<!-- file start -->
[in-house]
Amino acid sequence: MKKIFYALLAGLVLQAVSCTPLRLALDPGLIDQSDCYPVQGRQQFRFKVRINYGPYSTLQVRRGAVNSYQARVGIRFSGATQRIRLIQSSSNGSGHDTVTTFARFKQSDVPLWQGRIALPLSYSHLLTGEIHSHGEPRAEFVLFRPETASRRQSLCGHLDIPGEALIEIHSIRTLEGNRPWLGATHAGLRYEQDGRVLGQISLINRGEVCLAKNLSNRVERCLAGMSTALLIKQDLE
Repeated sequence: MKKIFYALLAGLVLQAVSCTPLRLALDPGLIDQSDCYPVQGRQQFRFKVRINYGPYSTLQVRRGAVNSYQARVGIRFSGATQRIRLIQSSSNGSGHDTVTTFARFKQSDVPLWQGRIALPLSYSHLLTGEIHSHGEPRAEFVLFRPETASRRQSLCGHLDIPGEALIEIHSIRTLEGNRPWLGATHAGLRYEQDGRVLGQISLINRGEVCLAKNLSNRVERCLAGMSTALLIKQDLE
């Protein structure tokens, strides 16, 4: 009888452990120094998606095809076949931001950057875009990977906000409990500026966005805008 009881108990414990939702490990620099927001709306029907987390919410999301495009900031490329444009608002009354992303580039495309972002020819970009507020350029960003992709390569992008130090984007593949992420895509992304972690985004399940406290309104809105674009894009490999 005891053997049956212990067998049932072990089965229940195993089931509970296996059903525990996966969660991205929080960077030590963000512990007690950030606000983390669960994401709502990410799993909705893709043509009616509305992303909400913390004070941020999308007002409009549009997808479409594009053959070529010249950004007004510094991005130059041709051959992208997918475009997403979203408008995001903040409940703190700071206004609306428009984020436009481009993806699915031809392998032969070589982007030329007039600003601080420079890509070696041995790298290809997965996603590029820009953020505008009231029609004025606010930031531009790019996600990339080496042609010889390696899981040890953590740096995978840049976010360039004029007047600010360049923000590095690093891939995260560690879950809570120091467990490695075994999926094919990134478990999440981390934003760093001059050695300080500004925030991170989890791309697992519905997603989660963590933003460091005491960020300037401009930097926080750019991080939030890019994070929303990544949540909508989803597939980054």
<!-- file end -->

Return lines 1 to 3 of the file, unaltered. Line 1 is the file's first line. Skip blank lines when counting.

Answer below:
[in-house]
Amino acid sequence: MKKIFYALLAGLVLQAVSCTPLRLALDPGLIDQSDCYPVQGRQQFRFKVRINYGPYSTLQVRRGAVNSYQARVGIRFSGATQRIRLIQSSSNGSGHDTVTTFARFKQSDVPLWQGRIALPLSYSHLLTGEIHSHGEPRAEFVLFRPETASRRQSLCGHLDIPGEALIEIHSIRTLEGNRPWLGATHAGLRYEQDGRVLGQISLINRGEVCLAKNLSNRVERCLAGMSTALLIKQDLE
Repeated sequence: MKKIFYALLAGLVLQAVSCTPLRLALDPGLIDQSDCYPVQGRQQFRFKVRINYGPYSTLQVRRGAVNSYQARVGIRFSGATQRIRLIQSSSNGSGHDTVTTFARFKQSDVPLWQGRIALPLSYSHLLTGEIHSHGEPRAEFVLFRPETASRRQSLCGHLDIPGEALIEIHSIRTLEGNRPWLGATHAGLRYEQDGRVLGQISLINRGEVCLAKNLSNRVERCLAGMSTALLIKQDLE